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"P.S. 2 one" at Shockoe Bottom Arts Center explores the struggles of young student artists.

Going Pro


"P.S. 2 one"
Shockoe Bottom Arts Center
Tobacco Gallery
Through Sept. 13

One night earlier this year, Chris Hines and Will Towles were "jumped" on North Moore Street. Hines convinced the muggers that he only had four dollars, when he was actually carrying his entire rent in cash.

"I got the crap kicked out of me," Hines recalls with a chuckle. Being artists, the two friends dealt with the trauma by hurling themselves at a canvas.

The resulting painting is frenzied and sketchy, as if the physical violence of the night had stripped away the details in the artists' memory, leaving behind only emotional residue. The work is entitled, appropriately enough, "I Only Have Four Dollars." It hangs at the Tobacco Gallery at Shockoe Bottom Arts Center, along with the work of fellow artists Emily Harris, Peter Justice and Justin Rymer, who have formed a sort of alliance of young people who share a similar artistic vision. All, with the exception of Justice, are VCU art students.

Though the paintings, prints and photographs by these artists may appear superficially different, an underlying aesthetic is at work. Both photographs and canvasses address hardness and softness, contrasts and confinement. Much of their collective iconography has to do with issues of being different or outcast. Some artists in the group have at various times been labeled by educators as learning disabled, while others have wrestled with "outsider" status. Schooling, and the notion of being "educated," is a favorite theme as evidenced by the exhibition's title, "P.S. 2 one," a play on both a traditional school name and the artists' average age.

Hines's "Katie Nose" uses old report cards and teacher evaluations, not so much as elements of collage but as pigments, utterly looted of their original meanings — a gentle sort of revenge exacted on discouraging educators. One of Hines' early evaluators had informed the young boy that he would probably never graduate from secondary school.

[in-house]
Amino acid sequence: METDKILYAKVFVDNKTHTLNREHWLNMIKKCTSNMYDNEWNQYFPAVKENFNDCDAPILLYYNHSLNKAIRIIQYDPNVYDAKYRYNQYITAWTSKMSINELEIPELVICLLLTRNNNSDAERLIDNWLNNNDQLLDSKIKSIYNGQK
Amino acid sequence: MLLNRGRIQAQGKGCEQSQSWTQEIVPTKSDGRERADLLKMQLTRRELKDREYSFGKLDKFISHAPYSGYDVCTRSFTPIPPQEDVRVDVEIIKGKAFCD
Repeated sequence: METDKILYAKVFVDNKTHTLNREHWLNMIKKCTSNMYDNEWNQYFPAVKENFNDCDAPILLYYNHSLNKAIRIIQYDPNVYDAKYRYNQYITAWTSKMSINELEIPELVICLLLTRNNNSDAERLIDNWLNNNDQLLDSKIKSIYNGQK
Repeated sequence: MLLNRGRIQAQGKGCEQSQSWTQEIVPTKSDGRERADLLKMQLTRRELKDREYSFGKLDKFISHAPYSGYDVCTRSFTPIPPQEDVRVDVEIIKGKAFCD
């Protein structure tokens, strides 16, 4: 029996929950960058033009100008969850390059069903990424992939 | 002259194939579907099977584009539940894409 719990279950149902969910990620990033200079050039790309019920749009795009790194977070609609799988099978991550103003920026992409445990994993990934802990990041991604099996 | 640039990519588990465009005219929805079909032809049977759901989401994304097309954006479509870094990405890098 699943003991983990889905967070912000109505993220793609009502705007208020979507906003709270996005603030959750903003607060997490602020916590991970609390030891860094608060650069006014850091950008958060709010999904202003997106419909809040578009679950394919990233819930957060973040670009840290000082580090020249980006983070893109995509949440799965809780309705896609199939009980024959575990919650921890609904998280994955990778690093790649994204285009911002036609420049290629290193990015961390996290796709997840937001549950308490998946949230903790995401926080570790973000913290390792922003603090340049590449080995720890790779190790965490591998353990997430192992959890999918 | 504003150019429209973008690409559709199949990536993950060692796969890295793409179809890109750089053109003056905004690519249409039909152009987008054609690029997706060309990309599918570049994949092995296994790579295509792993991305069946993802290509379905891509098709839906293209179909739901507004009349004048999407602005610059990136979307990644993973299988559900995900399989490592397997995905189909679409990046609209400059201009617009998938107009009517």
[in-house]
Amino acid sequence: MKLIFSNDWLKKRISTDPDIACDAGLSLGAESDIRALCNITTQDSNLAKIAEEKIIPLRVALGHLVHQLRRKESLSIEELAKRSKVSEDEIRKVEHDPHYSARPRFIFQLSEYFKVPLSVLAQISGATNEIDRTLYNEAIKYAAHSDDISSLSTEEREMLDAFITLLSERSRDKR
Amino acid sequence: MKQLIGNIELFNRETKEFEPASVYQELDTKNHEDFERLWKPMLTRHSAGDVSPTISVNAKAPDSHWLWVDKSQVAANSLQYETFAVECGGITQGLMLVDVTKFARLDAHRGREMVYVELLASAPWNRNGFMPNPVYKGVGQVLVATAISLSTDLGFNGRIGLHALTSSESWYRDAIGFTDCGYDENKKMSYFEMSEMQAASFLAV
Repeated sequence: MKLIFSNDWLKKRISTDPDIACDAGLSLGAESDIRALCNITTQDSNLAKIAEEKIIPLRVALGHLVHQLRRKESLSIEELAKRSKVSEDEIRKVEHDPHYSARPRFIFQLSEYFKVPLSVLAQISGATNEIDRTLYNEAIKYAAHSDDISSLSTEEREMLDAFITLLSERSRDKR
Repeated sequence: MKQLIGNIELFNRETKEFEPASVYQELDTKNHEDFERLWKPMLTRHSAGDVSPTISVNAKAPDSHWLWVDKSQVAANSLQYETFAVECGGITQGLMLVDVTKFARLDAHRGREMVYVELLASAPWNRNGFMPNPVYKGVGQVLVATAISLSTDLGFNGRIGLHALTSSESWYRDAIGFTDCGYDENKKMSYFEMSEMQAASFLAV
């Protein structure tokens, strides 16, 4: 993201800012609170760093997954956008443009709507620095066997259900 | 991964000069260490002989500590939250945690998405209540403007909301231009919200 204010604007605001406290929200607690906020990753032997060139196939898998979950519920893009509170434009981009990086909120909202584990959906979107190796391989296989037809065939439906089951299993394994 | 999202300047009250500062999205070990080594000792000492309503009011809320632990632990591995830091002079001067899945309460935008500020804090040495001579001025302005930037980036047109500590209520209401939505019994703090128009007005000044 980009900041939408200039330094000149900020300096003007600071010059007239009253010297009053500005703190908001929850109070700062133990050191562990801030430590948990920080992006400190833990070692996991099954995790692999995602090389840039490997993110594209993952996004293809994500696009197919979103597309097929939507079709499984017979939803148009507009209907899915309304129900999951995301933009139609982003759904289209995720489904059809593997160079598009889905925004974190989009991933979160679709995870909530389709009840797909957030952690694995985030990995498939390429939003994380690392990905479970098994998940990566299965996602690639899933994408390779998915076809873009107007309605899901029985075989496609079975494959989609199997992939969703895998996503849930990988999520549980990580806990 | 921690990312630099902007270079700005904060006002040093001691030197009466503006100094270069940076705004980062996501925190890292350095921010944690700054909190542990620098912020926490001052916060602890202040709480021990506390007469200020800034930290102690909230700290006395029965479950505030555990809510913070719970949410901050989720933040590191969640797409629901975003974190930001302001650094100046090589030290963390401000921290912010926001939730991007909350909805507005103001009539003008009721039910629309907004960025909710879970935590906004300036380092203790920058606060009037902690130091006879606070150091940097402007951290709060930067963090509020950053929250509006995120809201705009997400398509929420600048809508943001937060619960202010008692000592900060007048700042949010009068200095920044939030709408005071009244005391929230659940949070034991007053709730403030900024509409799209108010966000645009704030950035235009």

Rather than rail against past perceived injustices, he prefers to talk about his canvases. He worries about whether or not they will hold up over time. Though he is officially still an art student, Hines has a long view of his art, a fundamental belief in its lasting value.

As would be expected of young artists, the struggle with poverty figures importantly in the work of this foursome. Hines observes that when you choose to be an artist, you are choosing poverty. Their focus is not on acquisition of skills that will make them readily employable by Dreamworks SKG or Lucasfilms. However, even the most dreamy-eyed visionary must eat, and so earlier this year, Hines and Rymer investigated the likelihood of subsisting entirely off of painting. The resulting pastels did afford them enough to live on, but barely. "We were literally starving artists," Rymer says, adding that they became great fans of Ramen noodles.

When asked if they consider the works that were produced solely for money as "lesser" art, Hines protests that the contrary is the case. The challenge the two young men set before themselves was not so much to peddle product but to test the parameters of the still-life genre. The moody and turbulent still lifes they produced are not merely decorative, but demand intellectual engagement of the viewer. And they sold.

So the niggling question goes unanswered: What collection of academic degrees, or accomplishments, or sales, constitute the dividing line between the student artist and the professional? Rymer remarks, "What I'm learning about art, I'm not learning from VCU." Hines speaks about moving to New York or Chicago, about taking on the world. There is a sense of Richmond being too confining, too conservative, they say. The city that will grant them their degrees in art might be unable to absorb them as

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